Rewriting the Victim: Dramatization as Research in Thailand's Anti-Trafficking Movement

ISBN : 9780190840099

Erin M. Kamler
320 Pages
156 x 235 mm
Pub date
Apr 2019
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The international movement against the trafficking of women, which has gained momentum over the past two decades, is driven largely by the United States, in tandem with state governments and NGO workers. Feminist organizations have played a key role in carrying out anti-trafficking policies, but are increasingly divided over what those policies should look like. The primary divide exists between those feminists who want to abolish prostitution (as a key link to trafficking) and those who argue that what sex workers need is not to have their livelihoods taken away through paternalistic policies, but improved working conditions to alleviate the dangers associated with their work. A primary criticism of US NGO workers, well-intentioned as they may be, is that they misunderstand the cultural and economic conditions of the women they purport to help. This book provides a unique response to this misunderstanding. On one level it shows how this movement is, in fact, based on a Western mindset that problematizes women and puts its own interests before those of the women it is trying to help. But the project's primary innovation is in the method that it develops to explore the conflict of cultural values that gives rise to the aforementioned debates: what Erin M. Kamler calls Dramatization as Research (DAR). Through writing and producing "Land of Smiles," a musical inspired by field research that includes over fifty interviews with female migrant laborers, sex workers, activists, NGO employees, and other members of the anti-trafficking movement, Kamler presents one of the dominant stories about human trafficking and critiques the discourse about the trafficking of women in Thailand. The book examines how the musical aimed to facilitate communication between stakeholders in the anti-trafficking movement in Thailand and prime a dialogue to explore the policies, practices, and outcomes of actions in this environment. Through researching, writing and producing the musical for the individuals on whose experiences the story of the musical is based, Kamler shows how the arts can be used as a feminist communication intervention and a vehicle for understanding the cultural dimension of human rights.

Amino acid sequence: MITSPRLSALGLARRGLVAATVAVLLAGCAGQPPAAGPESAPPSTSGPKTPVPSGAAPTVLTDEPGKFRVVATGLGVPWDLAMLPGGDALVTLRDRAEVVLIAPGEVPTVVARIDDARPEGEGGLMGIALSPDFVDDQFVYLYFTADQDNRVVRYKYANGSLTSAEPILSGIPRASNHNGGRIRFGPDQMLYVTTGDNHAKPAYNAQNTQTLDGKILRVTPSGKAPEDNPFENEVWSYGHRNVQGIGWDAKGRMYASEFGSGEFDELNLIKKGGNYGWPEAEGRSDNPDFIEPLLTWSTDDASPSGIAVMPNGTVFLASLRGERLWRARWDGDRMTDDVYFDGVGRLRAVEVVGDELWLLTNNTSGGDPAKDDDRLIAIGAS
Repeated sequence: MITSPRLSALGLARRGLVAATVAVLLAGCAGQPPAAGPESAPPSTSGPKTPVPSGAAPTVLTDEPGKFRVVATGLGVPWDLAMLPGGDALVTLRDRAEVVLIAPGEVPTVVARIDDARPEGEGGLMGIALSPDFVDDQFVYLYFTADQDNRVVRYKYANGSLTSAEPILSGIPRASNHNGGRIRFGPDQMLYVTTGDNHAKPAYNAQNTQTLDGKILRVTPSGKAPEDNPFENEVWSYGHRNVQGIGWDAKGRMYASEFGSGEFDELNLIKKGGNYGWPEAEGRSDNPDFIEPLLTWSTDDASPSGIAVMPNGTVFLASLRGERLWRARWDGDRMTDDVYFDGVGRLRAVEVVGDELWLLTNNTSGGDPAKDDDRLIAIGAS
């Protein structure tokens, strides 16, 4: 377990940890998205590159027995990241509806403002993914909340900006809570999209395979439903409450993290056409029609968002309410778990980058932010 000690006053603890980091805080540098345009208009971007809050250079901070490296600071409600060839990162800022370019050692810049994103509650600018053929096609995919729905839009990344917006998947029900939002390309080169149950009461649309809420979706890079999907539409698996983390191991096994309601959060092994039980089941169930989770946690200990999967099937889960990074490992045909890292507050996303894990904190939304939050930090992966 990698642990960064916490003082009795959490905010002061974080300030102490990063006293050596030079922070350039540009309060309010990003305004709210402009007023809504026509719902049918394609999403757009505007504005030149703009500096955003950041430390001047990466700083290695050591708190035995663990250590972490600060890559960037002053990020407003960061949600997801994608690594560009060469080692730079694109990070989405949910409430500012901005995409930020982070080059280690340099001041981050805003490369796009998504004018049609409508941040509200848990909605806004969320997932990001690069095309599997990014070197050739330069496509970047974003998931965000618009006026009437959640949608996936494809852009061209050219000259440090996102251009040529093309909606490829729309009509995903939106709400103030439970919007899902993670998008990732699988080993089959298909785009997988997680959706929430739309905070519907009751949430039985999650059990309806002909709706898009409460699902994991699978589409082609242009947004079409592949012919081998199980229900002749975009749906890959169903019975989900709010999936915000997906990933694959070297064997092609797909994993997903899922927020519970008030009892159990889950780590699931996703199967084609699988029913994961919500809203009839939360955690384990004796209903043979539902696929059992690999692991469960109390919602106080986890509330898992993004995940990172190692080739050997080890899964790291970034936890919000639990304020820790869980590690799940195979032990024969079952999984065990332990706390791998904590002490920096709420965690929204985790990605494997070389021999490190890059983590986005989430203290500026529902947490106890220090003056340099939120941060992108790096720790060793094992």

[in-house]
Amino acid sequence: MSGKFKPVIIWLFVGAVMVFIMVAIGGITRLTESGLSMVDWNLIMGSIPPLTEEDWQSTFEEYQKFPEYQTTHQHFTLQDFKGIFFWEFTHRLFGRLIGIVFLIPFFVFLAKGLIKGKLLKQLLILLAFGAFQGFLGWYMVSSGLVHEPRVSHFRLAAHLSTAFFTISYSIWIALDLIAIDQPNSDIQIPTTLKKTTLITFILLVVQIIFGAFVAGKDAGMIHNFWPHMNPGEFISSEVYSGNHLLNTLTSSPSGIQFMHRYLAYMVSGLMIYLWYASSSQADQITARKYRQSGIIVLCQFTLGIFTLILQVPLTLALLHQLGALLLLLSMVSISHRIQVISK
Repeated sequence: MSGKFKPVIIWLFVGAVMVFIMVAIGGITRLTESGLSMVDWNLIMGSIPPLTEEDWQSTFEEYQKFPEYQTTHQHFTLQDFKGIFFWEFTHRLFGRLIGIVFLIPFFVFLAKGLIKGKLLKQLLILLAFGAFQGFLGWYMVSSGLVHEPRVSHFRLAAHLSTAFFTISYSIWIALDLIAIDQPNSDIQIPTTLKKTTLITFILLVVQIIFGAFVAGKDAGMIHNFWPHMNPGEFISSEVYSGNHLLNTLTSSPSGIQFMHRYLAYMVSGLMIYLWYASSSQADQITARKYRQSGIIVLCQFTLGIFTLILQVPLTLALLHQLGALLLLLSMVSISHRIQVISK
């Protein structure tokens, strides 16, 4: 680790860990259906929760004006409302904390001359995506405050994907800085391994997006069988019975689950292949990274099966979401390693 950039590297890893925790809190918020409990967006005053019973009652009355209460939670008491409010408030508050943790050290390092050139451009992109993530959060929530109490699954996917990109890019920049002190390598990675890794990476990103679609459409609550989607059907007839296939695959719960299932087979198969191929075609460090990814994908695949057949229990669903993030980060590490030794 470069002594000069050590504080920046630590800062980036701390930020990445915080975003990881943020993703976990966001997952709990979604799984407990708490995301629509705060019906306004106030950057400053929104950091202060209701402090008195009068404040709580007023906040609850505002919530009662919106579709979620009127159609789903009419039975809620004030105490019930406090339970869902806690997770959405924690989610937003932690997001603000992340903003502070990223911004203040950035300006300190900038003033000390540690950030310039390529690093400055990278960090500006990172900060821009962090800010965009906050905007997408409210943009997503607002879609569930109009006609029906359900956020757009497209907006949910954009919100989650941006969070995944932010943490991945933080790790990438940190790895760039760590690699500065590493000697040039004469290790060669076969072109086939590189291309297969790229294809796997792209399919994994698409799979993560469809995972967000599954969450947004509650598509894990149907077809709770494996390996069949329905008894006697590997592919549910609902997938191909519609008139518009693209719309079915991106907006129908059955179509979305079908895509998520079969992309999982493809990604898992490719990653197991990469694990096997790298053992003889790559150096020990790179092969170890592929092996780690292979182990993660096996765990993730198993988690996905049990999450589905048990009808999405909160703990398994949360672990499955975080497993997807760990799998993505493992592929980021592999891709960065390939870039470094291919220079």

Chapter 1: Theorizing Dramatization as Research
Chapter 2: Setting the Stage: National Identity and the Trafficking of Women in Thailand
Chapter 3: Smart Raids and the Victim-Versus-Criminal Narrative
Chapter 4: NGOs and the Rescue Narrative
Chapter 5: Community Based Organizations and the Narrative of Resistance
Chapter 6: Building the Characters
Chapter 7: Finding the Story
Chapter 8: Embodiment
Chapter 9: Articulating NGO Narratives
Chapter 10: Restorative Justice and Reconciliation: NGO Subjectivities
Chapter 11: Articulating Migrant Narratives
Chapter 12: Recollection, Mourning and Witness: Migrant Subjectivities
Chapter 13: Articulating Artist Narratives
Chapter 14: Rupture and Hospitality: Artist Subjectivities
Conclusion: Dramatization as Research: A Feminist Communication Intervention

About the author: 

Erin M. Kamler is Assistant Professor at Minerva Schools at KGI and Affiliated Researcher at Chiang Mai University. She is an American writer, composer, and academic researcher who works at the intersection of feminist social justice and the arts.

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